When we lived in small tight-knit communities, the looking glass self helped us to become the people our loved ones needed us to be. The “Michelangelo phenomenon” is the name given to the semi-conscious cycle of refinement and feedback whereby lovers who genuinely care what each other think gradually grow closer to their partner's original ideal of them.
The problem is, we no longer live solely among those we know well. We're now forced to refine our personalities by the countless eyes of strangers. And this has begun to affect the process by which we develop our identities.
Gradually we're all gaining online audiences, and we don't really know these people. We can only gauge who they are by what some of them post online, and what people post online is not indicative of who they really are. As such, the people we're increasingly becoming someone for are an abstract illusion.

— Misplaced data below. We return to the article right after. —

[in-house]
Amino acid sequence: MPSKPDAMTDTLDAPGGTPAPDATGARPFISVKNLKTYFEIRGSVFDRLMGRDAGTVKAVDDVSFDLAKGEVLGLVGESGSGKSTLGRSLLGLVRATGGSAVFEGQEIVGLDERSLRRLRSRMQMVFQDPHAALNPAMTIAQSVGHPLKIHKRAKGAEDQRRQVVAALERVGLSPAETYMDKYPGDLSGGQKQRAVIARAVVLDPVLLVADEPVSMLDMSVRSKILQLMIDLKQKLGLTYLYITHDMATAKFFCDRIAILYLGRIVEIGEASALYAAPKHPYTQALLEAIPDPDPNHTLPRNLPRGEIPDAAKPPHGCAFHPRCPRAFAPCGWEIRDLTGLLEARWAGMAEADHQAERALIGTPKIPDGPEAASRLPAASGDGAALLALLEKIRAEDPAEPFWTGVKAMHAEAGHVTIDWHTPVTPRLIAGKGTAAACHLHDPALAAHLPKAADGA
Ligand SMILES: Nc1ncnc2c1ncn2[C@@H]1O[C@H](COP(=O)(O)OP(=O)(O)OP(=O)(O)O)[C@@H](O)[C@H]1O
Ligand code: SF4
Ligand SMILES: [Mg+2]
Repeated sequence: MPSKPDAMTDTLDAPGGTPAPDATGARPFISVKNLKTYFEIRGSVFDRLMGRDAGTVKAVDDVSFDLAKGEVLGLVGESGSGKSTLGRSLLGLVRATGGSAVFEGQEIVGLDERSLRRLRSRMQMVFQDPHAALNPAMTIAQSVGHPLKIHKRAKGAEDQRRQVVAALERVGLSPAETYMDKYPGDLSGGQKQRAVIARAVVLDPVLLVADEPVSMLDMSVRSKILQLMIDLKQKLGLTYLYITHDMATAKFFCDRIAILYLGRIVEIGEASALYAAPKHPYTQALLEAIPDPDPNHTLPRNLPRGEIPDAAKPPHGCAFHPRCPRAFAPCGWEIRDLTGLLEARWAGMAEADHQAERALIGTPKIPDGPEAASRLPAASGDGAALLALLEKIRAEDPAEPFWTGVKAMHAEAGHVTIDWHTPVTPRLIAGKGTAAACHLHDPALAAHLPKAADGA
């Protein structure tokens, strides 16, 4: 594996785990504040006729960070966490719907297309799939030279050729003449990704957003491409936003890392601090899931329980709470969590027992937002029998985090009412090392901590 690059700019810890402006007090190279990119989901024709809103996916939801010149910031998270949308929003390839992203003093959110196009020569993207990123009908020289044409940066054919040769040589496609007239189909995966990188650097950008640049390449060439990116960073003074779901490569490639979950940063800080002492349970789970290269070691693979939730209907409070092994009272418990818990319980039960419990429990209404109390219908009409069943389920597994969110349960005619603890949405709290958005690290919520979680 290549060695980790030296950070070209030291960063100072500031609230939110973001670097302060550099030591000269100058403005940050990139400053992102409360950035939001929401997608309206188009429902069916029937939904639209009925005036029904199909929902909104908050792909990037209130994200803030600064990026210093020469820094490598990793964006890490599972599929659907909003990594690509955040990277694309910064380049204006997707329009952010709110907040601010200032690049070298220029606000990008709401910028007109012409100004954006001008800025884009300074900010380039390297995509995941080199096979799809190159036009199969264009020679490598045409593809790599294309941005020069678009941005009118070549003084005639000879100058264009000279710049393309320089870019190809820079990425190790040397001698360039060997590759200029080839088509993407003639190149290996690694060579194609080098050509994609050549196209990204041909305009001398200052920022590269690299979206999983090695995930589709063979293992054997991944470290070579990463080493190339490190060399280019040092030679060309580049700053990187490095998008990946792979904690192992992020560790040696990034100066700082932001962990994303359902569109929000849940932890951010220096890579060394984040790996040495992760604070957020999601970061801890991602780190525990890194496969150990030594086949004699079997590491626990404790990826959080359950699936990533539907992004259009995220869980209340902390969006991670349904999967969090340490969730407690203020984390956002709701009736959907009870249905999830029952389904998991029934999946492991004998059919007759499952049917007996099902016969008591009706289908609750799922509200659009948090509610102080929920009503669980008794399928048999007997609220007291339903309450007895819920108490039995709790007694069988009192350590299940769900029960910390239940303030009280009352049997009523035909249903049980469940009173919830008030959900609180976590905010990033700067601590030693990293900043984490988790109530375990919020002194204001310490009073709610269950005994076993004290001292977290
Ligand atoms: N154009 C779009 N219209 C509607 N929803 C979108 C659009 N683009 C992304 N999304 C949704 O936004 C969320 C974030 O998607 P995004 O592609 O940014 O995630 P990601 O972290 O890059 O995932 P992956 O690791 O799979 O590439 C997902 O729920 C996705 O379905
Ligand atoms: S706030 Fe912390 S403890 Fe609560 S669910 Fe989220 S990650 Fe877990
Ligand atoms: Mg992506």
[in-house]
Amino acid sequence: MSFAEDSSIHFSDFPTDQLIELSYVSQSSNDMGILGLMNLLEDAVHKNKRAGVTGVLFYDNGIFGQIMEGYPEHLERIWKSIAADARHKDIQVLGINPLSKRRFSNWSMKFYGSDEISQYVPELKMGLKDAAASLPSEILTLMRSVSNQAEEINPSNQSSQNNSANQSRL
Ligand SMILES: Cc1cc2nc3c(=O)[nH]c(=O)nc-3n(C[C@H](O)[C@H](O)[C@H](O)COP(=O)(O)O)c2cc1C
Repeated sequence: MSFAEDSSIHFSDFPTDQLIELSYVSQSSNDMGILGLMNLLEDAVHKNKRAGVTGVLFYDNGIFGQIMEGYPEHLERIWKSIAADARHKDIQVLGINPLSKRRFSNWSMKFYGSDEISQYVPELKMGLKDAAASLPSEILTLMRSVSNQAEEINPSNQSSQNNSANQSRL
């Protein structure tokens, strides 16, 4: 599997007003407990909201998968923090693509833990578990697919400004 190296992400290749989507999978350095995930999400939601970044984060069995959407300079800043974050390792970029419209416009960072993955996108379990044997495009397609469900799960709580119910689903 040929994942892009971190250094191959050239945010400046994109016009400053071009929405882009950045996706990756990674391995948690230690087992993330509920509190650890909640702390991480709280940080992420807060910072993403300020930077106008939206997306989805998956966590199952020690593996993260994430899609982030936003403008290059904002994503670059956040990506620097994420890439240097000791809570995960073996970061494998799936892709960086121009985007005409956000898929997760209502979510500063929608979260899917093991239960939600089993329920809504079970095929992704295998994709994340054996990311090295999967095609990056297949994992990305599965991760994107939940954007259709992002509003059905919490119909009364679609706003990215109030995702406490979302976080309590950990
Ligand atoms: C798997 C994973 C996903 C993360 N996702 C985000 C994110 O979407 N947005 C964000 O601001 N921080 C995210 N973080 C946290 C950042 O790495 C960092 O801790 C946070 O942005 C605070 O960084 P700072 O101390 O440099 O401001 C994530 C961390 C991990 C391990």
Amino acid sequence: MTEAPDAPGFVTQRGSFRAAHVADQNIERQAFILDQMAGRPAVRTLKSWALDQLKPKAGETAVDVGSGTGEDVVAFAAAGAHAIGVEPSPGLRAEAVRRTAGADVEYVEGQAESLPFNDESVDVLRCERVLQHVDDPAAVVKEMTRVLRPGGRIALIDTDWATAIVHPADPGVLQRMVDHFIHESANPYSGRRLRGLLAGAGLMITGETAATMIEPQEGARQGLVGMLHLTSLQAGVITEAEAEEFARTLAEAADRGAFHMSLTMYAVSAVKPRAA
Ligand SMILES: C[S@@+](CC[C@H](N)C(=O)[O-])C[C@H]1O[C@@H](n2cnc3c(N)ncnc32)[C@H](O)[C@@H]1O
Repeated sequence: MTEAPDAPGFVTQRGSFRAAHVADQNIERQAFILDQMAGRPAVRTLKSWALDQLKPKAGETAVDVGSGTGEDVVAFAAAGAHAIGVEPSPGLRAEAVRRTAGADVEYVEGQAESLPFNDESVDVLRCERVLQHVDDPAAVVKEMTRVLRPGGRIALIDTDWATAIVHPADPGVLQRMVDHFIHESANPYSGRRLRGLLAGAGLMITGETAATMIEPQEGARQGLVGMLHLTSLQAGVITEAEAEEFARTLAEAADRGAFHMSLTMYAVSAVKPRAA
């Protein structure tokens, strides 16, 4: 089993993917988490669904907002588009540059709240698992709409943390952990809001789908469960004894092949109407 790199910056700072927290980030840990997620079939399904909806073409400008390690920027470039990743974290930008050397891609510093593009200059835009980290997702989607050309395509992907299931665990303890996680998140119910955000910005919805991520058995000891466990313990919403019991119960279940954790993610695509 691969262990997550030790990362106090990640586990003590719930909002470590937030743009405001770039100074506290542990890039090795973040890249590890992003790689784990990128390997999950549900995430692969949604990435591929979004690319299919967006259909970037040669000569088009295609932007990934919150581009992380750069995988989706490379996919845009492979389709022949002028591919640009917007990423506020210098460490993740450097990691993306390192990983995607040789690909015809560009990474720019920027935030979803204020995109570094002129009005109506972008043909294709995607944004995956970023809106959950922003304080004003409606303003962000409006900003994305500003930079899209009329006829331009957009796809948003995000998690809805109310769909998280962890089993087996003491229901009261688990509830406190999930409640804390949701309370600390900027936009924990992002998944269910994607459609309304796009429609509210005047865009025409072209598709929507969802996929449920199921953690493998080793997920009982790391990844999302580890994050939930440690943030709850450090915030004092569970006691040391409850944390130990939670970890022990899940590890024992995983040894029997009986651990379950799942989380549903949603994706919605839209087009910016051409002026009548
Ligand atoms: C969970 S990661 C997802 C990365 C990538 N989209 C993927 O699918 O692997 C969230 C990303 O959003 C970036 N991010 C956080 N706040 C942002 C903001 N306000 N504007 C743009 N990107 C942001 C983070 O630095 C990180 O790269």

When influencers are analyzing audience feedback, they often find that their more outlandish behavior receives the most attention and approval, which leads them to recalibrate their personalities according to far more extreme social cues than those they'd receive in real life. In doing this they exaggerate the more idiosyncratic facets of their personalities, becoming crude caricatures of themselves.
The caricature quickly becomes the influencer's distinct brand, and all subsequent attempts by the influencer to remain on-brand and fulfill audience expectations require them to act like the caricature. As the caricature becomes more familiar than the person, both to the audience and to the influencer, it comes to be regarded by both as the only honest expression of the influencer, so that any deviation from it soon looks and feels inauthentic. At that point the persona has eclipsed the person, and the audience has captured the influencer.